Upgrading Your Computer - 4 Books
COMPUTER BOOK REVIEW
Title: Rescued by Upgrading Your PC: Kris Jamsa;
Jamsa Press; ISBN 1-884133-04-5; paperback;
252 pages; US$22.95, CAN$29.95.
Title: Upgrading Your PC: Allen Wyatt; Que Corporation;
ISBN 1-56529-666-4; US$24.99, CAN$31.95.
Title: Upgrading and Repairing PCs: 4th Edition; Scott
Mueller; Que Corporation; ISBN 1-56529-932-9; paperback;
1568 pages; US$39.95, CAN$53.99;
Title: Upgrading and Repairing PCs Quick Reference:
Scott Mueller; Que Corporation; ISBN 1-56529-736-9;
559 pages; US$19.99, CAN$26.95
Reviewer: A.T.Connellan, "There are too many books on
the market on this subject, but here is a choice array that
won't lead you astray. These are books crowded with
common sense, technical manuals for the everyman."
The Upgraders Eldorado
This is the era of the computer upgrade. The industry
leaders IBM and Apple are strolling down the aisle
arm-in-arm to a union of interchangeable architecture.
Software giant Microsoft, stuck in neutral on its release
of Chicago/ Windows4/Windows95, is indicating that
this new program will require mega-memory. Component
prices are plummeting. There has never been a better
time to move your present system forward in speed,
capacity and features.
Two of the hottest subjects in the computer field today
are The Internet and Multimedia, and equipping your
present system for both can be a do-it-yourself exercise
with just a handful of tools. The question in planning a
system renovation or upgrade is what to do, who does
it, how much will it cost, and how to avoid creating an
There are too many books on the market on this subject,
but here is a choice array that won't lead you astray.
Upgrading Your Pc, from Jamsa [say as in James not jam]
Press is labelled "For All Users," and follows the successful
Jamsa formula, using colored panels, clearly understandable
illustrations, set out in 4 sections containing 36 lessons that
build sequentially on each other to allow people like you
and me to go where angels fear to tread, and achieve
Kris Jamsa provides a helpful 7 point check list that is an
eye opener to the need for system upgrade, and 6 fine-tuning
steps as a pre-start double check. From that point on the
exercise becomes a follow-the-bouncing-ball procedure.
Allen Wyatt's "Upgrading Your PC" is directed at the same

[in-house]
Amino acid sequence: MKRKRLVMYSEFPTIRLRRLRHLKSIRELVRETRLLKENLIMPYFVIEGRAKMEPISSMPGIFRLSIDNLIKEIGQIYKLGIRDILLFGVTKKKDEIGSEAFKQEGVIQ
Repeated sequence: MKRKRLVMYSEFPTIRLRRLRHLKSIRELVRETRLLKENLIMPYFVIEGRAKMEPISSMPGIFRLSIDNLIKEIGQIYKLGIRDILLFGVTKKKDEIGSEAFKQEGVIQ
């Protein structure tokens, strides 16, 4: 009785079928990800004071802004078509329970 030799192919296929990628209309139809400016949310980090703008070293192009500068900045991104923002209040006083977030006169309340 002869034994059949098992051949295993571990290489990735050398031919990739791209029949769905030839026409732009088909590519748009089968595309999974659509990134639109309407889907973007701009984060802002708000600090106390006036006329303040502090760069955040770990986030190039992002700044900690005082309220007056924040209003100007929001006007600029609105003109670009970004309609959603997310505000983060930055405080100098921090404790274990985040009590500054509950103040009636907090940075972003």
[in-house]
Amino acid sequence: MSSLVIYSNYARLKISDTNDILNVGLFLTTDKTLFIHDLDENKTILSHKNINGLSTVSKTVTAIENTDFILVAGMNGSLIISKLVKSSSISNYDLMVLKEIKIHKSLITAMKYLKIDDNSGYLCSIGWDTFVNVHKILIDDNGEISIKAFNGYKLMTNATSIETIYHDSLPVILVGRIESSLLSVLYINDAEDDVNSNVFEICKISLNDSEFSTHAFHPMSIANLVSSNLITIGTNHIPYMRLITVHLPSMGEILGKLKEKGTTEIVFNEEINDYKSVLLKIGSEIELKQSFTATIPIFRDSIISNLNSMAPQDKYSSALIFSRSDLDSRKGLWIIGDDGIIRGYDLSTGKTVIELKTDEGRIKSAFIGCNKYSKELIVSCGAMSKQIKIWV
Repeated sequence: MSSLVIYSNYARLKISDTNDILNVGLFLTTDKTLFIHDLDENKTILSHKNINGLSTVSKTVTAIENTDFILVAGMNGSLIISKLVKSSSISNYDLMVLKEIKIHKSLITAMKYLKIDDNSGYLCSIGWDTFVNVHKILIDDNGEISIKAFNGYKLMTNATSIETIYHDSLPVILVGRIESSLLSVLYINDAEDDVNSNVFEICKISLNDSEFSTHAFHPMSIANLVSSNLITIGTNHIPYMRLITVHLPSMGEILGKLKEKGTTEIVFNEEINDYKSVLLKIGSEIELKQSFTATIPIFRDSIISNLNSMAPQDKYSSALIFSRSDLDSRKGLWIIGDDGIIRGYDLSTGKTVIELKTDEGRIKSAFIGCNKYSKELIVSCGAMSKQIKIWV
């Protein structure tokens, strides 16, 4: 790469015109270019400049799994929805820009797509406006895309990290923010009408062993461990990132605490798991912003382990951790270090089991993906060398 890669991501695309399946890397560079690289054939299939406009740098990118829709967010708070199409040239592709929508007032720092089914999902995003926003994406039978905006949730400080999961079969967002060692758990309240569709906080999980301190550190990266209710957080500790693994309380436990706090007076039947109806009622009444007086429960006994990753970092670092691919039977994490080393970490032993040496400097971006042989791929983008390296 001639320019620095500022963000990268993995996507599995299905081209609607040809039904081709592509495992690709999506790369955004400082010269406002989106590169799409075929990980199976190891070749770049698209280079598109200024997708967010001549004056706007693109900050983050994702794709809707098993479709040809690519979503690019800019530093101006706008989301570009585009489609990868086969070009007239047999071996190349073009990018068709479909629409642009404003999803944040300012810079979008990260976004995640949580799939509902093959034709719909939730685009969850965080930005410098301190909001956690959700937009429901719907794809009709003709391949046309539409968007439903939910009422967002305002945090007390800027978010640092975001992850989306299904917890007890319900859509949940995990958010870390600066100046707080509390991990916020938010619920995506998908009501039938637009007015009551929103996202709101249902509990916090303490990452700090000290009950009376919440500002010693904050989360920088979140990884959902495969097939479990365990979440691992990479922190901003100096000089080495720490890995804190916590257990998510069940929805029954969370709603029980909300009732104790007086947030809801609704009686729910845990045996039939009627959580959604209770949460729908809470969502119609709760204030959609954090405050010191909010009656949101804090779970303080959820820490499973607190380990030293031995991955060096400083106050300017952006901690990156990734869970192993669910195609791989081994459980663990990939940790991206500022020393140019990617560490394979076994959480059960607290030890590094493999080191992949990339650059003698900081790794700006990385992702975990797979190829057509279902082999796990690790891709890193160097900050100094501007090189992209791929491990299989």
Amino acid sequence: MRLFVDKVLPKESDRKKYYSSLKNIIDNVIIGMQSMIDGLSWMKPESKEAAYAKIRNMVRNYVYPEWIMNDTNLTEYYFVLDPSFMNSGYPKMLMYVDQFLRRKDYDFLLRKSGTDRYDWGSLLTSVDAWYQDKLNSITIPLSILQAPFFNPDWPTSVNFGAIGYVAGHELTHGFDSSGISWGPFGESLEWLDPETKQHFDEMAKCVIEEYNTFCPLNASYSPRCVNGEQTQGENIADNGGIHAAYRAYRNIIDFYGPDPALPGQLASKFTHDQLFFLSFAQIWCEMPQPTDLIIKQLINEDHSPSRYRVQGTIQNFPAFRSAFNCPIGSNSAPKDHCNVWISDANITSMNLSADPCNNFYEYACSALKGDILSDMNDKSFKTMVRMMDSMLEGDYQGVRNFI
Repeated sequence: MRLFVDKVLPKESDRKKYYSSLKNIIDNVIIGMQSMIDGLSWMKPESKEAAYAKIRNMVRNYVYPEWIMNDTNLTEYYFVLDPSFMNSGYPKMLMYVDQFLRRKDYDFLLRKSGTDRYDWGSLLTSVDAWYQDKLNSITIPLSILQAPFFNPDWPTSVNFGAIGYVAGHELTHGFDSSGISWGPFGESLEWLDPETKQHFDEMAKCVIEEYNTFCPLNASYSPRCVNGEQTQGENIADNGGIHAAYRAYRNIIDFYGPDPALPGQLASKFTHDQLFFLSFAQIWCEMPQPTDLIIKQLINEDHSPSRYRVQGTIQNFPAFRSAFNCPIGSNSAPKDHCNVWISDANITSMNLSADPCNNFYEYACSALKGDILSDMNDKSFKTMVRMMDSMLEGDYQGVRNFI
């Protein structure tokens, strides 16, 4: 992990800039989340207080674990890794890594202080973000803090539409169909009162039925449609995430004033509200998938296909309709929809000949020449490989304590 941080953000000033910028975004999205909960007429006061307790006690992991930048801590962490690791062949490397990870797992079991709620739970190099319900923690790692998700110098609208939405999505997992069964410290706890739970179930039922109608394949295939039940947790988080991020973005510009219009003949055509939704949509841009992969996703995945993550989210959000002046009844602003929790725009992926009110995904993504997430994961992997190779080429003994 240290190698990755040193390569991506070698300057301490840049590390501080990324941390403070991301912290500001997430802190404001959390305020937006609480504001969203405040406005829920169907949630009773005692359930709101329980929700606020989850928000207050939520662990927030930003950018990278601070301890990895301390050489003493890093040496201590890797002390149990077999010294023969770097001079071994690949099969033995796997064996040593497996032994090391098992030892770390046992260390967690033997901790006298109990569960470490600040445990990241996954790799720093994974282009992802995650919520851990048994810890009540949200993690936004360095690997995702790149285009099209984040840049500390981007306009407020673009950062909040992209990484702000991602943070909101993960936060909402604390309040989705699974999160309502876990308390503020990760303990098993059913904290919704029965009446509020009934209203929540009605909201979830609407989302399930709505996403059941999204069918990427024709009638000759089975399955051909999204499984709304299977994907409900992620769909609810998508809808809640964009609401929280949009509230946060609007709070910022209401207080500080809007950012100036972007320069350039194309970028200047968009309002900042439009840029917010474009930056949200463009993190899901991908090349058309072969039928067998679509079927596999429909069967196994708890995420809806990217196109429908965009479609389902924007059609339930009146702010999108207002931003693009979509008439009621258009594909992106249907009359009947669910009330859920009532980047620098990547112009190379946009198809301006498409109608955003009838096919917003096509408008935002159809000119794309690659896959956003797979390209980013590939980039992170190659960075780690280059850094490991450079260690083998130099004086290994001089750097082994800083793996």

level of user [beginner and intermediate], and covers much
of the same country with photographs to guide the process
that would do a coffee table book proud. His directions are
explicit, and understandable. Any terms the reader doesn't
understand can be quickly found in the excellent glossary
Your choice between these two may be the flip of a coin,
or better yet pick the one that communicates to you most
clearly. Either is full value.
Scott Mueller is an internationally recognized authority
in deciphering technical information. His client list includes
governments and Fortune 500 companies. He conveys
his knowledge cogently and understandably, qualities
not always found in technical manuals.
"Upgrading and Repairing PCs" is widely viewed as the
"upgrading bible." Major content additions to this 4th edition
cover sections on CD-ROM, Optical Drives, Audio Devices,
Networking, Operating Systems, and Communication Services.
The author acknowledges that all PCs are children of IBM,
legitimate and otherwise, so he defines the genealogy and
uses it to springboard to relevant information on the "clones,
or compatibles." Of particular help to system purchasers
is the 19 point system compatibility check list.
Exhaustively complete and featuring IBM's painfully precise
drawings with their exploded detail sections, it covers every
conceivable exercise of disassembly, reassembly,
maintenance, and repair of all PCs. In this 1,568 page
monster there are over 170 pages of Appendixes. It would
be very difficult to argue with those who claim "...it is simply
the most comprehensive PC support around!"
The companion "Quick Reference" is not a digest although
there are duplicates of some of the tables from its' big
brother. It provides a handy, at the bench, quicker access
to the essential information, codes, tables, specifications,
etc. Most users will probably buy the pair.
You may not wish to get into the subject this deeply, but
if you do, there is no better gateway. The Mueller books
are meant for computer users with some level of knowledge
and a strong interest, but won't disappoint the less
experienced. These are books crowded with common
sense, technical manuals for the everyman.
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